• Curtis cowell

    Reply Reply February 4, 2016

    Griff I am so excited to work on this! Thank you so much. I am currently recovering from a head injury from a car accident so I have to start slow. I can,t thank you enough!

  • Darren

    Reply Reply February 4, 2016

    Too cool! Don’t know if I’ll ever be good enough to play that, but I’d sure like to! Just started BBG, I guess I’ll see how it goes. I’m a long way off from being able to play that.


    Reply Reply February 4, 2016

    Please Griff cut to the chase. You waffle on too much and it is very irritable. This has been mentioned before. You also repeat stuff that you have gone through not long before.
    All time consuming.

    • Sam

      Reply Reply February 5, 2016

      seriously dude?

    • Jim

      Reply Reply February 6, 2016

      What Colonal haven’t you had enough of the one and ugh two and ugh WTF It would take ugh ten years to learn the song at this pace, this guy will not teach guitar he just takes baby steps, all he was teaching was the a minor scale not the song. One and ugh two and ugh unsubscribe!

      • Paul Wilson white (UK)

        Reply Reply May 18, 2018

        Hey why don’t you and the colonal buy a course instead of moaning you.may get some where.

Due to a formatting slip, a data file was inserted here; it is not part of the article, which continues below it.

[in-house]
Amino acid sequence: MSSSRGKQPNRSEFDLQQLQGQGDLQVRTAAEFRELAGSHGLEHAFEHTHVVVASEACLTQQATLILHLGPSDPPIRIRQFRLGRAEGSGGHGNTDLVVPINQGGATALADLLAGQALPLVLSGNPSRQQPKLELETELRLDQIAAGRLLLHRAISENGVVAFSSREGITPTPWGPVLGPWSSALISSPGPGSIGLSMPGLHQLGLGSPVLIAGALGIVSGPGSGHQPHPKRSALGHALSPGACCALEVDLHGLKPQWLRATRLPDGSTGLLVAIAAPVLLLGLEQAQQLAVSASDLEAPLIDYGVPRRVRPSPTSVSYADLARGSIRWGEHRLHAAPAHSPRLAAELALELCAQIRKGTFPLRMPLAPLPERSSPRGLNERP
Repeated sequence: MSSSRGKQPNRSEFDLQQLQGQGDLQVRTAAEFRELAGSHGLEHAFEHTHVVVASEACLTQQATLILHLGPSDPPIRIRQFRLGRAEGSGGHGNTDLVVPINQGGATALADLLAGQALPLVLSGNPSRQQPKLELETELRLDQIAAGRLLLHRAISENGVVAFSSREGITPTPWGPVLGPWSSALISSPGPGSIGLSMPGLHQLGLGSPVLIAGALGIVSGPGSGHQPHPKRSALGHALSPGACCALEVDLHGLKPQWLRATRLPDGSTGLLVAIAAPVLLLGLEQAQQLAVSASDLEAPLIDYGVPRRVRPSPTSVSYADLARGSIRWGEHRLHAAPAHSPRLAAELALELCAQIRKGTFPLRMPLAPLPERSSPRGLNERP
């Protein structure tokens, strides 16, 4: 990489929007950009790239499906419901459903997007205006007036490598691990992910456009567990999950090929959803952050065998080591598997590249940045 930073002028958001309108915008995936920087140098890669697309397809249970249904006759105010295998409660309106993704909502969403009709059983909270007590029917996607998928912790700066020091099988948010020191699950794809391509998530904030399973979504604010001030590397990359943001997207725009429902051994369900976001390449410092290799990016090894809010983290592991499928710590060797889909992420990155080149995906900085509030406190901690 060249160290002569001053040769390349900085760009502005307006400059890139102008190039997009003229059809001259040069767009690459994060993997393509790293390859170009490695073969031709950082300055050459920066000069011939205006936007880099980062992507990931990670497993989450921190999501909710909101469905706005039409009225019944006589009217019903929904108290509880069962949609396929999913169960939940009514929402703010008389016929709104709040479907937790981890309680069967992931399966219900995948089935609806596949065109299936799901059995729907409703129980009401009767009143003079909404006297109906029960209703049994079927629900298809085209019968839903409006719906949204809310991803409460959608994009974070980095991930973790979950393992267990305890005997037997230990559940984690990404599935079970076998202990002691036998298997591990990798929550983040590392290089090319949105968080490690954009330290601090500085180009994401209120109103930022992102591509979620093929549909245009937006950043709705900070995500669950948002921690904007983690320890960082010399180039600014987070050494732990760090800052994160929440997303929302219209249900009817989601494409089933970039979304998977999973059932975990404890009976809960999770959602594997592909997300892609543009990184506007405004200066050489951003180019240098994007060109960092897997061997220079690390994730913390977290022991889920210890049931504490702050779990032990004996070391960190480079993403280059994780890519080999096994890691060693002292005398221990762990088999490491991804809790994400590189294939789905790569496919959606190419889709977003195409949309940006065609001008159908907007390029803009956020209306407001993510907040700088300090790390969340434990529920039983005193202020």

And if you can not play a blues song using that rhythm be it in E or A then you have no clue about blues music what so ever.
        I also think you should both grow up and apologise to Griff.are you not adults erh stop acting like children

    • Kaz Wagner

      Reply Reply April 29, 2020

      If there’s part of the lesson you don’t want to listen to, all you have to do is skip it by moving the cursor forward. Some people are more detailed than others and I’m sure lots of viewers appreciate his detailed explanations. By the way, you used the word irritable when you meant irritating. You are the irritable one.


    Reply Reply February 5, 2016


  • Andrew Hendy

    Reply Reply February 5, 2016

    Hi Griff ,
    Thanks for all the lessons you send out , you have certainly helped me a lot .
    This tune is something I have been playing off and on for 35 years and you are
    absolutely correct in that you need it . It got me into guitar playing as a kid when
    I first saw it done !
    The best thing is that there is a huge number of ways to play this and with some extra sugar added they always sound good so long as the timing is right .You can even change the rhythm many times during the one song and it will be fine if the timing is right .
    Thanks again


  • David Slatton

    Reply Reply February 5, 2016

    Some great lessons from someone who plays as well as you do and knows what they’re talking about.Much appreciated….DBS.

  • Dale aka Fingerlick

    Reply Reply February 5, 2016

    Hi Griff,
    I want to thank you. You don’t have to give away any of this but you do. Because you do, I purchased BBG and BGU a couple of months ago. I’m slow but gettin there.